Arizona has a total state debt of approximately $56,034,326,000, when calculated by adding the total of outstanding official debt, pension and other post-employment benefits (OPEB) liabilities, Unemployment Trust Fund loans, and 2013 budget gap.<ref>[http://www.statebudgetsolutions.org/publications/detail/state-budget-solutions-third-annual-state-debt-report-shows-total-state-debt-over-4-trillion State Budget Solutions "State Budget Solutions' third annual State Debt Report shows total state debt over $4 trillion" Aug. 28, 2012]</ref> That figure is down from the prior year's debt total of $59,220,240,000.<Ref>[http://www.statebudgetsolutions.org/publications/detail/report-reveals-aggregate-state-debt-exceeds-4-trillion-2 State Budget Solution “Report reveals aggregate state debt exceeds $4 trillion” Oct. 24, 2011]</ref>
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==Budget process==
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{{Arizona budget process}}
  
Arizona's total state debt per capita is $8,643.93.<ref>[http://www.statebudgetsolutions.org/publications/detail/state-debt-more-than-37000-per-private-worker-13000-per-capita State Budget Solutions "State debt more than $37,000 per private worker, $13,000 per capita" Oct. 2, 2012]</ref>
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==Expenditures==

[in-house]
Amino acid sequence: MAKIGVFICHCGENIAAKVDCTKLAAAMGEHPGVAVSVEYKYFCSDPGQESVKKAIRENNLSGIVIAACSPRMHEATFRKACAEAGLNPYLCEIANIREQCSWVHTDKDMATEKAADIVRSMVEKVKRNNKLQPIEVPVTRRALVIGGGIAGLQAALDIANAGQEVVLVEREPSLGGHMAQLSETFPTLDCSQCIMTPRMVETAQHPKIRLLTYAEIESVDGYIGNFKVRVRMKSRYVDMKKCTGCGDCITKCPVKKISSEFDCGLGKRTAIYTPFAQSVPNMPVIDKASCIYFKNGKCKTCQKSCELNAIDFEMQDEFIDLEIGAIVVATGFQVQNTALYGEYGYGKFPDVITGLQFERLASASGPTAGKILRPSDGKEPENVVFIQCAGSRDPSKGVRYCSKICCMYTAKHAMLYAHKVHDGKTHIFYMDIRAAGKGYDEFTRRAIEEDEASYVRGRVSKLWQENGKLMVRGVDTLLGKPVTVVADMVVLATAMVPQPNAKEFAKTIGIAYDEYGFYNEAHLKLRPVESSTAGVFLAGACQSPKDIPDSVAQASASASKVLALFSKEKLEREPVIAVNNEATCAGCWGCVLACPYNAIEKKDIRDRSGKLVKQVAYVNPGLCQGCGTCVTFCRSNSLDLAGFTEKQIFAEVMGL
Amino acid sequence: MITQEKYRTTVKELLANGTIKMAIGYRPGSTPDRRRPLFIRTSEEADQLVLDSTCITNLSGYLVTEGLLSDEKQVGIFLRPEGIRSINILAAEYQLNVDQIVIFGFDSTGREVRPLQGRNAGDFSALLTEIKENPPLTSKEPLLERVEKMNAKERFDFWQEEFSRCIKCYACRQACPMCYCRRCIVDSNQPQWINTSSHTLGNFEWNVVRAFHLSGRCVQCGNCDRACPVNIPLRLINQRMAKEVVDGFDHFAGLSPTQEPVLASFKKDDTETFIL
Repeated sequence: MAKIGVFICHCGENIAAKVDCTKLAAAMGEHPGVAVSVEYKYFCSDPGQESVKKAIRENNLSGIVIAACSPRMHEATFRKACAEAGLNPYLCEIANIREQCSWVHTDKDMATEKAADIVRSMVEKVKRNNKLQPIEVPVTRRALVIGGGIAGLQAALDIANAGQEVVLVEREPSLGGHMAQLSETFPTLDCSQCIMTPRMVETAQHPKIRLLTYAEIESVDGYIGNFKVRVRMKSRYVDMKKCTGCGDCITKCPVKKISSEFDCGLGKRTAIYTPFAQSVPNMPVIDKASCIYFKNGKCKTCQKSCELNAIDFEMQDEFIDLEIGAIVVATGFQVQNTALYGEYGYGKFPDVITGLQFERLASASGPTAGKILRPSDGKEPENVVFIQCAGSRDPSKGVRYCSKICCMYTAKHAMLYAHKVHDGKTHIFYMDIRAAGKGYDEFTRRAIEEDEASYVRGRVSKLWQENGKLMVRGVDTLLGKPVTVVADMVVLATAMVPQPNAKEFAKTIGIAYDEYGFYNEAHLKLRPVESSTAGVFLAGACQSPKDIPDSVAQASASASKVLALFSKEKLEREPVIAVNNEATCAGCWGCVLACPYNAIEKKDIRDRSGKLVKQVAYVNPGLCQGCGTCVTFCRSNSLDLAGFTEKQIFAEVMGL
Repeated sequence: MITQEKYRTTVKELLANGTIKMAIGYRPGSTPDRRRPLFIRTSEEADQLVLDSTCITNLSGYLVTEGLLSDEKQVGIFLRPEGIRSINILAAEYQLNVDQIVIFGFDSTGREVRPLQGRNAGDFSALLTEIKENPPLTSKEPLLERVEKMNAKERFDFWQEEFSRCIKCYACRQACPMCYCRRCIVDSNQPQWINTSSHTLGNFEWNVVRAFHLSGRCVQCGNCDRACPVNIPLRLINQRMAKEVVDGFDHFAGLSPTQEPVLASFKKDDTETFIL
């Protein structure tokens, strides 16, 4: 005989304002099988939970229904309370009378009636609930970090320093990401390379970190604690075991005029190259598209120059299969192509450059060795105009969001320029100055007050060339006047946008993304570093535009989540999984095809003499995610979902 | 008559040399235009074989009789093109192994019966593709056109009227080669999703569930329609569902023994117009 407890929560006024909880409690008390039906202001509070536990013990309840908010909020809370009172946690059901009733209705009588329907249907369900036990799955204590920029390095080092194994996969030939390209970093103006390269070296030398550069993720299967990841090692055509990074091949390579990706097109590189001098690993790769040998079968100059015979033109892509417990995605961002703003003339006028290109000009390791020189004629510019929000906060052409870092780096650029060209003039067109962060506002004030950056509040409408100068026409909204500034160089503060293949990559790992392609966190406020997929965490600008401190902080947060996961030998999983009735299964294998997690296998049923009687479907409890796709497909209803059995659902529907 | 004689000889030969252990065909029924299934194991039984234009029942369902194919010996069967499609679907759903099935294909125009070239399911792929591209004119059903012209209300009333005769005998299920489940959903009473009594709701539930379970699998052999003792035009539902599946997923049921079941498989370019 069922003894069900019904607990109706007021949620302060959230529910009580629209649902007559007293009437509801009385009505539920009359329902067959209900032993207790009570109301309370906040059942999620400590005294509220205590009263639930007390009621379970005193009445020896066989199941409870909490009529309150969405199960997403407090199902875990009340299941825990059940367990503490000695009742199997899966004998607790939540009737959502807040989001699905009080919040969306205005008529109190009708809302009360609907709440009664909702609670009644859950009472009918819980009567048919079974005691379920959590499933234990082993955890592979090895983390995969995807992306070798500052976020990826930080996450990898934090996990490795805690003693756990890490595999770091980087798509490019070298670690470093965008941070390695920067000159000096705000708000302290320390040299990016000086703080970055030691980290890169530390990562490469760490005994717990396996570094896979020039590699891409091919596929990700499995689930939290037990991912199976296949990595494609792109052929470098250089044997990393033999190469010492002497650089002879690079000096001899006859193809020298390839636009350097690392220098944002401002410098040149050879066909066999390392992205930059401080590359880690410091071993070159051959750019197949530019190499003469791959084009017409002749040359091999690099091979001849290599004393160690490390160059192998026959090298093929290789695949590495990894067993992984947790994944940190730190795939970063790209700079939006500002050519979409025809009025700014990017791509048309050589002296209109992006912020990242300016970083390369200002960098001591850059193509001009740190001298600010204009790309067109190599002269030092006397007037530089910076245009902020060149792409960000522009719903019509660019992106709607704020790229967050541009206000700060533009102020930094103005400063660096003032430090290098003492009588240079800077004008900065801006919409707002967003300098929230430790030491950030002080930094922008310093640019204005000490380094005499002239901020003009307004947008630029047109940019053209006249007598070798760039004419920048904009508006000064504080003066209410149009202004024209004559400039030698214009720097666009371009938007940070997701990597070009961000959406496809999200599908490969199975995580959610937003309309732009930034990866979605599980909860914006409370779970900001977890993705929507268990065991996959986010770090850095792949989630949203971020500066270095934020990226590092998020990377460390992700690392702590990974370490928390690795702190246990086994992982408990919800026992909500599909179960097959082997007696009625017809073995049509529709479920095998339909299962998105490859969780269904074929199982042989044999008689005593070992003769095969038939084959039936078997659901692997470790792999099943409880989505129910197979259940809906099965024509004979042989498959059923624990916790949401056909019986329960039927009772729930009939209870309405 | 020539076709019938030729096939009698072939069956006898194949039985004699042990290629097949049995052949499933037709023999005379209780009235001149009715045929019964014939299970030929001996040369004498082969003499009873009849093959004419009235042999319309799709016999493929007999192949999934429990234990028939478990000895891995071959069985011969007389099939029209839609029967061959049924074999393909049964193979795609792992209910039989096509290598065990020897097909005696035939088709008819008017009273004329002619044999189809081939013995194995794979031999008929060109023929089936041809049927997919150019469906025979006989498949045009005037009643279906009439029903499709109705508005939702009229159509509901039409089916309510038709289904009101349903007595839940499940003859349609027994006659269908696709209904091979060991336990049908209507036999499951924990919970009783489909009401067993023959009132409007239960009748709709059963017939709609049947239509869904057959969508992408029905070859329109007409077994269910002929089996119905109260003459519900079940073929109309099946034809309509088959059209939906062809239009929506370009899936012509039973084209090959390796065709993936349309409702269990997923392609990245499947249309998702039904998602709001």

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===Definitions===
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{{Budget types background}}
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===2013 expenditures===
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[[File:Arizona total expenditures 2013.png|right|thumb|500px|Breakdown of expenditures in FY 2013.<small><br>'''Source:''' [http://www.nasbo.org/ National Association of State Budget Officers]</small>]]
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The table below breaks down expenditures for fiscal year 2013 (comparable figures from surrounding states are provided to give additional context).<ref name=expenditures2013>[http://www.nasbo.org/sites/default/files/State%20Expenditure%20Report.pdf ''National Association of State Budget Officers'' "State Expenditure Report, 2011-2013," accessed February 21, 2014]</ref> Figures for all columns except "Per capita expenditures" are rendered in millions of dollars (for example, $2,448 translates to $2,448,000,000). Figures in the column labeled "Per capita expenditures" have not been abbreviated.
  
According to a 2012 study by 24/7 Wall Street, Arizona is the 47th worst run state taking into account debt per capita, budget deficits, unemployment, median household income, and the percentage of the percentage of the population below the poverty line. The best run state is North Dakota and the worst run state is California.<ref> [http://finance.yahoo.com/news/the-best-and-worst-run-states-in-america-150415625.html/ Yahoo, The Best- and Worst-Run States in America, Nov. 27, 2012] </ref>
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{| class="wikitable" style="text-align:center; width:55%;"
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! colspan="7" align="center" style="background-color:#008000; color: white;" | Total state expenditures, FY 2013 ($ in millions)<ref name=expenditures2013/>